Top 10 CMS Features to Maximize Your Website Traffic & Revenue via @brentcsutoras
Whether you have a hotel website, retail store page, restaurant website, auto dealer site, banking site, healthcare site or corporate site – there are key elements you can leverage to drive more organic traffic.
On October 9, I moderated a sponsored SEJ webinar presented by Mike Supple, Milestone’s Senior Director of Product Management, and Elizabeth Dalrymple, Product Manager for CMS at Marriott International.
They discussed how key features in your content management system (CMS) can help maximize your website’s revenue for next-generation SEO, mobile technology, voice search, and more.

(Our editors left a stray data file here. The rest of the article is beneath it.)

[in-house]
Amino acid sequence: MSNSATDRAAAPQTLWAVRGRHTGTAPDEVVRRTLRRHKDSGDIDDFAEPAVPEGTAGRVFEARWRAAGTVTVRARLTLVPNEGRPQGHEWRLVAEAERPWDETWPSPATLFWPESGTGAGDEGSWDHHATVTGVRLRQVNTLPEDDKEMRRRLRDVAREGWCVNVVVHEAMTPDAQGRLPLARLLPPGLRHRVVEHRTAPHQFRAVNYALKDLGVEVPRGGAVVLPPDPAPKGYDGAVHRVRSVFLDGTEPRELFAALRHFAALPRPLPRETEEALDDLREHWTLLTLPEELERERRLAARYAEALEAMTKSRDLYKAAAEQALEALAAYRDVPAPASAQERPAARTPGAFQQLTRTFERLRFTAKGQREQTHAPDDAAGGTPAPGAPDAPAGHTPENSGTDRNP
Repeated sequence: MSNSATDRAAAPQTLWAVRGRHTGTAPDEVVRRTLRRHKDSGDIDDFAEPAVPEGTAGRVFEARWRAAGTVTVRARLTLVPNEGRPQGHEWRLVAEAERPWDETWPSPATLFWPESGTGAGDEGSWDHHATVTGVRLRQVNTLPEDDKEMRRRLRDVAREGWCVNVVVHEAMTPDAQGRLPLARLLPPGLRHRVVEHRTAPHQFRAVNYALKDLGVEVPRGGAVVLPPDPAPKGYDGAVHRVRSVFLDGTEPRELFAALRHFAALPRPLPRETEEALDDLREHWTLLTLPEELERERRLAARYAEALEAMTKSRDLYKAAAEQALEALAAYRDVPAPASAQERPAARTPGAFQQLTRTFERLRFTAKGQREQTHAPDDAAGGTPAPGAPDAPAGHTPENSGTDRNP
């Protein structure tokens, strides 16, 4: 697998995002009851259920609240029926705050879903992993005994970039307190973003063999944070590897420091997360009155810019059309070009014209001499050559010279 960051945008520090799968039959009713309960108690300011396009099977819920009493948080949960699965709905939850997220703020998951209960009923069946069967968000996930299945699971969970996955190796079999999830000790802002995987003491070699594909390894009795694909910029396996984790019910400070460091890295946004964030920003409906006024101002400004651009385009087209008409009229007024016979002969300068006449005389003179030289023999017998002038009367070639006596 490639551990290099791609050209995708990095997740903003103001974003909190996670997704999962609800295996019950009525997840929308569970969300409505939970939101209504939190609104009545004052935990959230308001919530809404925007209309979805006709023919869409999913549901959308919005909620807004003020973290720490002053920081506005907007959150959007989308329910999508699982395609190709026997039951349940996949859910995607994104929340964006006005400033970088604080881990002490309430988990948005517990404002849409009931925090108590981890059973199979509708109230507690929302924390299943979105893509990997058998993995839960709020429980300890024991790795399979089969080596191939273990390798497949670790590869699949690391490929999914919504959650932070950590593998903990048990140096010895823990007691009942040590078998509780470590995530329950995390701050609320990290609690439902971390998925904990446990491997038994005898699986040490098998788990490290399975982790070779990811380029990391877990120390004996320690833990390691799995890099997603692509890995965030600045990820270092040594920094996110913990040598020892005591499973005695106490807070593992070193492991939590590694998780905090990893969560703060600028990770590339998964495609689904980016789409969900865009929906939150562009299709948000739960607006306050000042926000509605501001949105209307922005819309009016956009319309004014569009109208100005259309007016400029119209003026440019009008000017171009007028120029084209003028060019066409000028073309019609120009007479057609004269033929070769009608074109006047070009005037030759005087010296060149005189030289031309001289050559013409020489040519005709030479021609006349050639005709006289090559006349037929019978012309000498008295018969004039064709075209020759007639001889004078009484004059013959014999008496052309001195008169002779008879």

Here’s a recap of the webinar presentation.
What Is a Content Management System & Why Is It Important?
A content management system (CMS) is a software for creating and managing digital content. Utilizing a CMS helps:
- Enable users to control design and content of a website without having to know any programming.
- Build and manage complex features at scale with limited resources.
CMS features vary across platforms so it’s essential to look for one that meets your business needs and end goals.
This is especially true for large companies that are investing heavily in SEO technology. Choosing the right platform that has SEO-friendly features levels the playing field.
Here are the top 10 things to consider when you’re looking at a CMS platform that can drive results for your business.
Top 10 CMS Features to Increase Traffic & Revenue
1. Built-in SEO
The prettiest site in the world can’t convert if users can’t find it.
SEO is a moving target as Google constantly changes the algorithm to provide the best results for users.